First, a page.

In Search Of The Northern Lights
I’m standing at the baggage carousel at the airport in Fairbanks, Alaska and I’m looking warily toward the door. It’s 2:30 a.m. and it’s below zero outside and the last thing I feel like doing is opening the door and actually going outside.
I look around and there are local people in shorts with no jacket, and my taxi driver will tell me later that the Alaskans think it’s warm outside today.
But honestly? I just think they’re nuts.
I’m in Alaska working on a television project whose goal is to capture the northern lights. I know I’m lucky to be here but I’ve been fearing the cold since I joined this project months ago. I brought enough clothes to outfit the Russian army, and I figure it will be like diving into a pool: after a few minutes I’ll get used to it.
And I sort of do.
A woman cabbie takes me the 5 miles to my hotel and she chats the whole way as if she’s known me forever. She’s the first person that introduces me to the true Alaskan personality: warm, fuzzy, down to earth, and capable. They all seem to be able to shoot bears and start a fire with a piece of flint in howling winds in 40 below weather.
I really like the Alaskans.
She tells me that the main tourists in Alaska this time of year are the Chinese. They come to see the northern lights, mostly because no one in China can see their own sky because of all the pollution. But here, in interior Alaska, nature is at your behest. Nature is all there is, including skies full of stars — and on the clearest nights- the ethereal northern lights.
The Chinese come for another reason, too: despite their recent modernity, they are still a superstitious bunch. They believe if your child is conceived under the northern lights, he or she will be a genius. Lots of couples come here, then, to make little Einsteins.
The taxi driver doesn’t find that charming.
“Guess what the question is that I get asked the most,” she says.
“Um, I bet people ask about bears,” I say, because in a few days I’ll be in remote Alaska and bears are the thing that is most on my mind.
“Nope,” she says. “People actually ask me what time we turn on the northern lights.”
I can’t believe this — this idea that people are so removed from nature that they think the northern lights are a man-made show.
Later, I set out to see Fairbanks, a town of 30,000 that reminds me a lot of Jamestown: warm people, a sweet little downtown, and there’s snow on the ground. I can’t help but think as I’m walking around dressed as a snowman that the people of Jamestown would feel right at home in Fairbanks. There’s a lot of similarities between both cities, including size, climate and the friendliness of the locals.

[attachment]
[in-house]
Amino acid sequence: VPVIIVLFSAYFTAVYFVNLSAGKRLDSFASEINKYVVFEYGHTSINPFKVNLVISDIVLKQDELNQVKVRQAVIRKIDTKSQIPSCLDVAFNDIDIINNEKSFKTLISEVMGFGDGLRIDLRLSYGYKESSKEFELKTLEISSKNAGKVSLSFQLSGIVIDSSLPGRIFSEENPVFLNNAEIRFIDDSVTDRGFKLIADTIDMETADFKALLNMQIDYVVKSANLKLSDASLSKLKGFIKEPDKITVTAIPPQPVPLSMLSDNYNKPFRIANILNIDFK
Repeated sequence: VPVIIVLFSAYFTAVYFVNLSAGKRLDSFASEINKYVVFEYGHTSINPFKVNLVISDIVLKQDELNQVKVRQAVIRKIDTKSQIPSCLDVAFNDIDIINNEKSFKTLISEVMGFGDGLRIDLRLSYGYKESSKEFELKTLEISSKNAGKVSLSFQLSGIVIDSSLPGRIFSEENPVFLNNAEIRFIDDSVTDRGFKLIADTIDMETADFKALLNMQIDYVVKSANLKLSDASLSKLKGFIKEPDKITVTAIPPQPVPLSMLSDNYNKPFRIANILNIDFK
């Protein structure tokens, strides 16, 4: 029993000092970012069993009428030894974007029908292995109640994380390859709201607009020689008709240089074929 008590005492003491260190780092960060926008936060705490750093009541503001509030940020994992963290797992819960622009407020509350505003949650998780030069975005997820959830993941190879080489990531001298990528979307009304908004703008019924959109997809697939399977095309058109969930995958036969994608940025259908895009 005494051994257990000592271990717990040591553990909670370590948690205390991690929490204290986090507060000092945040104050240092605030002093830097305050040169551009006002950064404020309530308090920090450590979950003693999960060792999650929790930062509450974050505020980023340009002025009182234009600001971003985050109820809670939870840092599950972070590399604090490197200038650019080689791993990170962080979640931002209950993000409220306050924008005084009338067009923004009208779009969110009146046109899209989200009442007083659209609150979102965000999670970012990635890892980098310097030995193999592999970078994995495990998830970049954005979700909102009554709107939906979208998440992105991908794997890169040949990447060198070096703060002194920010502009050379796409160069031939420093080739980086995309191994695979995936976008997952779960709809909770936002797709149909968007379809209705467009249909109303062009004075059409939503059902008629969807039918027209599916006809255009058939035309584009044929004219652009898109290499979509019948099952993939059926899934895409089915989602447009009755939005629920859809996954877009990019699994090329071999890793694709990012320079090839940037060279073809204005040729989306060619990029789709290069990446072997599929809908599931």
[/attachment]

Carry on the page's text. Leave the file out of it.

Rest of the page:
The big difference is that negative forty degrees here is rather commonplace in the winter. And also Alaska is far, far away. It’s a twelve-hour plane ride from the eastern coast of the United States, which means Turkey is closer to New York City than Alaska is.
Go look at a map! Trace your finger from Jamestown and move west in a diagonal line all the way through the huge country of Canada and keep going until your finger falls into the ocean at the northern and westernmost region of the North American continent. Alaska looks like a sideways crown attached to Canada and one can’t help but wonder how our country ever got hooked up with this beautiful place, so far away from the comfort and security of the Lower 48.
Sarah Palin was right when she said, “People in Alaska can see Russia from their kitchen windows.”
She was only trying to make a point: Alaska and Russia are divided by the Bering Strait by a mere 55 miles. I could take a boat over to Russia and buy a mink hat and be back in time for dinner if I wanted to. (Not really.)
Tomorrow, we set off on the Ice Road in our four-wheel- drive to get to the Aurora Borealis Base Camp where we’ll spend the rest of the week praying that we see the northern lights. We’ll sleep in igloo-shaped domes with glass ceilings so we can even see the lights from our beds.
The car rental guy said this to me this morning: “We don’t normally rent out cars to people going north on the Ice Road, but we’re willing to take the risk for you folks since you’re a television crew. But here’s what you need to know: bring food and blankets to last a week and be prepared to live in the cold for several days because that’s how long it might take if you go off the road for someone to find you. There’s no cell service there and nowhere to walk to for safety. You’re on your own.”
Obviously he doesn’t know I’m from Western New York, so we’re going to be just fine.
To be continued next week …